The oculus, the whole in the centre of the dome, is the only source of light for the interior and sunlight moves around the interior of the building like a sundial. The whole is always open and there is a drainage system under the floor for rainwater to leave the building.

Pope Urban VIII has the bronze ceiling of the portico melted down and used for work on the Castel Sant'Angelo among other locations.

The inside has the tombs on people that include painter Raphael, composer Corelli and architect Peruzzi as well as Vittoria Emanuele II and Umberto I, two Kings of Italy.

Piazza Navona

Piazza Navona

The space was originally the ancient Roman Stadium of Domitian. A piece of the foundation can been seen in an excavation area long the outside. It was in the 15th century, when the City Market moved from the Campidoglio to the Piazza Navona that it became a high profile public space. The market was moved to the Campo de'Fiori in 1869.

It is a Baroque architectural delight. In the centre stands the Fontana dei Quattro Fiumi, the Fountain of the Four Rivers, designed by Gian Lorenzo Bernini. Along one side is the Sant'Agnese in Agone church designed by Francesco Borromini and Girolamo Rainaldi.

At the north end is the Fountain of Neptune, Rome, created by Giacomo della Porta. It was added in 1878 to make the overall piazza more balanced as there is also a fountain at the south end, La Fountana del Moro.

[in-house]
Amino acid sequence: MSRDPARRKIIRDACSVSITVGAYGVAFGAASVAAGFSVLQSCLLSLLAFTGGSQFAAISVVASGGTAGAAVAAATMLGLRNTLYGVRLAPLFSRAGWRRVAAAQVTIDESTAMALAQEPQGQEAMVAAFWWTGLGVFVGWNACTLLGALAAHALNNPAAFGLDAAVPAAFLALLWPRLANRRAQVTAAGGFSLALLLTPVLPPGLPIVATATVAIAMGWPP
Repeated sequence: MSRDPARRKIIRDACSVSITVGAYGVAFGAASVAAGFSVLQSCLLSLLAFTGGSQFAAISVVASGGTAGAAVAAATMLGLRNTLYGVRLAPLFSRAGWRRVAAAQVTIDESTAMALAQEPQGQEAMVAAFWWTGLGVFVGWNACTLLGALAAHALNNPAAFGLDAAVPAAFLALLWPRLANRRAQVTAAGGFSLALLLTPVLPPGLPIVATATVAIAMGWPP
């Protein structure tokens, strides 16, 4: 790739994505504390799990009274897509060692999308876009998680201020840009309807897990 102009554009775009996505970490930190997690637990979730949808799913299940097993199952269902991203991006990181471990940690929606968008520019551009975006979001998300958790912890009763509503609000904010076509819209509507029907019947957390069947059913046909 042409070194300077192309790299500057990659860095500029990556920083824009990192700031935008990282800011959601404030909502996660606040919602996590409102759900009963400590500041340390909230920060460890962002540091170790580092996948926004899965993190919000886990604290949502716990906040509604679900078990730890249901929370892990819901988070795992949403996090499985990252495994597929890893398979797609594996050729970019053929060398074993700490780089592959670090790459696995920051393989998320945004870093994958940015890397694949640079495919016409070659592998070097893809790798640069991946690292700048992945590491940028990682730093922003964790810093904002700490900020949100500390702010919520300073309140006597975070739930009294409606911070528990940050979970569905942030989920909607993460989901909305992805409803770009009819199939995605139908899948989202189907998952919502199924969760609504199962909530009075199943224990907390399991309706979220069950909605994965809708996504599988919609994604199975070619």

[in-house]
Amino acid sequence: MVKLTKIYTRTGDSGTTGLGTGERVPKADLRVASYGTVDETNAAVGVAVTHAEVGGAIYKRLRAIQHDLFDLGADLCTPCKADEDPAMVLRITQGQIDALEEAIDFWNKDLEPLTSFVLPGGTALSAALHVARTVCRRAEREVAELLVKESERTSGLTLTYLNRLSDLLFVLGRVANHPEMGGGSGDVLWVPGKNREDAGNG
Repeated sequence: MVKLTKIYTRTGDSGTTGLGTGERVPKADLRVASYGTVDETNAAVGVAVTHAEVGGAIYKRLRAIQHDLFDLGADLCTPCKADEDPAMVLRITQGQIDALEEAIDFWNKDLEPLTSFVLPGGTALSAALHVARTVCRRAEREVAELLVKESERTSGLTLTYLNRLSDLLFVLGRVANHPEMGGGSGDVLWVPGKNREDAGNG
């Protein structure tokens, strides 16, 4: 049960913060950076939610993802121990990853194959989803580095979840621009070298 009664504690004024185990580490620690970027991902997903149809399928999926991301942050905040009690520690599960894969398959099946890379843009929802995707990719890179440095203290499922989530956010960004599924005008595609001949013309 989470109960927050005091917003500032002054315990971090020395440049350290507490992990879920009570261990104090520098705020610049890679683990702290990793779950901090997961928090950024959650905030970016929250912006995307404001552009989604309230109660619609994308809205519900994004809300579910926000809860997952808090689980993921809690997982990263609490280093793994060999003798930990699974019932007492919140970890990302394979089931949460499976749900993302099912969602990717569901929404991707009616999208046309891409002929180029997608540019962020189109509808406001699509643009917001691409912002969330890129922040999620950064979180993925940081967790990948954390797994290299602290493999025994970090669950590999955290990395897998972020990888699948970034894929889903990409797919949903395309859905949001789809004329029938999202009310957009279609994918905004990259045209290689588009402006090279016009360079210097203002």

In 2005 we planned a group event, the Amalfi Event. The grand plan is that we would all enter the Piazza Navona, by a different entrance and meet at the fountain. Great plan. Unfortunately a serious rain storm hit Rome that evening and we all met, huddled under the canopies of the cafes and line the piazza and drank Prosecco for the evening!

Colosseum

Colosseum

Colosseum

We remember our earlier stays in Rome when we could just walk up to and into the Colosseum. There were no ticket gates or lineups. Now it is all very different.

Today you buy tickets, wait in lines, follow a set route to walk the various levels of the Colosseum.

This was the largest Roman amphitheater built and it dates from 70 or 72 AD being completed in 80 AD. It could hold some 50,000. It still stands despite the work of those who stole it stones and the damage due to earthquakes. The most damage by earthquakes occurred in 1349 when a large portion of the south wall collapsed. Stones were taken and used for buildings in Rome. Not only where stones removed, but the bronze clamps that held the stonework were removed and today the building has the pockmarks of the former clamps.

It is also known as the Flavian Amphitheater. Vespasian lived to see three levels of the Colosseum built, with the top level completed by his don Titus in 80 AD.